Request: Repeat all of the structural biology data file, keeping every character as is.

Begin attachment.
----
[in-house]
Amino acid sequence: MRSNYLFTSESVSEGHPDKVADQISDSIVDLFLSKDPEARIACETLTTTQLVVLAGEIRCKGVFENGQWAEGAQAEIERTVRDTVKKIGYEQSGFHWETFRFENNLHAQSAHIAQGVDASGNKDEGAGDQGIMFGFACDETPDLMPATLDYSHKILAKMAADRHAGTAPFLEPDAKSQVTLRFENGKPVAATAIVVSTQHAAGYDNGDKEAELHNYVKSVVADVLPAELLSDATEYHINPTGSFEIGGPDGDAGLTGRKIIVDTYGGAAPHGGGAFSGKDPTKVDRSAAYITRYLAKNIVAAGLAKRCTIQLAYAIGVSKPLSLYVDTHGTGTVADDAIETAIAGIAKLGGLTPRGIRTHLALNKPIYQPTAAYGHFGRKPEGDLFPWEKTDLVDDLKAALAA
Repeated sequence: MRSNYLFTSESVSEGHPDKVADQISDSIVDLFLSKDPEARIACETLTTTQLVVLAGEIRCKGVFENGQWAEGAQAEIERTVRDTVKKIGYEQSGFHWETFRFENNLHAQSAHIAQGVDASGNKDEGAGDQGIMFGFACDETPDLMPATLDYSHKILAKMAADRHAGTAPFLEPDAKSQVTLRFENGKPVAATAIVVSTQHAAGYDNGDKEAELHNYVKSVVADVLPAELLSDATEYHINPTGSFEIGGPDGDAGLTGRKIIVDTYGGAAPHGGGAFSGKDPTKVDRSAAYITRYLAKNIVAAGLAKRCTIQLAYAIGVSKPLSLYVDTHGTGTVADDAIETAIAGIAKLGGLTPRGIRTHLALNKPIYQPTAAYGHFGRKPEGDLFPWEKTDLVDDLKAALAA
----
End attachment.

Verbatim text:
[in-house]
Amino acid sequence: MRSNYLFTSESVSEGHPDKVADQISDSIVDLFLSKDPEARIACETLTTTQLVVLAGEIRCKGVFENGQWAEGAQAEIERTVRDTVKKIGYEQSGFHWETFRFENNLHAQSAHIAQGVDASGNKDEGAGDQGIMFGFACDETPDLMPATLDYSHKILAKMAADRHAGTAPFLEPDAKSQVTLRFENGKPVAATAIVVSTQHAAGYDNGDKEAELHNYVKSVVADVLPAELLSDATEYHINPTGSFEIGGPDGDAGLTGRKIIVDTYGGAAPHGGGAFSGKDPTKVDRSAAYITRYLAKNIVAAGLAKRCTIQLAYAIGVSKPLSLYVDTHGTGTVADDAIETAIAGIAKLGGLTPRGIRTHLALNKPIYQPTAAYGHFGRKPEGDLFPWEKTDLVDDLKAALAA
Repeated sequence: MRSNYLFTSESVSEGHPDKVADQISDSIVDLFLSKDPEARIACETLTTTQLVVLAGEIRCKGVFENGQWAEGAQAEIERTVRDTVKKIGYEQSGFHWETFRFENNLHAQSAHIAQGVDASGNKDEGAGDQGIMFGFACDETPDLMPATLDYSHKILAKMAADRHAGTAPFLEPDAKSQVTLRFENGKPVAATAIVVSTQHAAGYDNGDKEAELHNYVKSVVADVLPAELLSDATEYHINPTGSFEIGGPDGDAGLTGRKIIVDTYGGAAPHGGGAFSGKDPTKVDRSAAYITRYLAKNIVAAGLAKRCTIQLAYAIGVSKPLSLYVDTHGTGTVADDAIETAIAGIAKLGGLTPRGIRTHLALNKPIYQPTAAYGHFGRKPEGDLFPWEKTDLVDDLKAALAA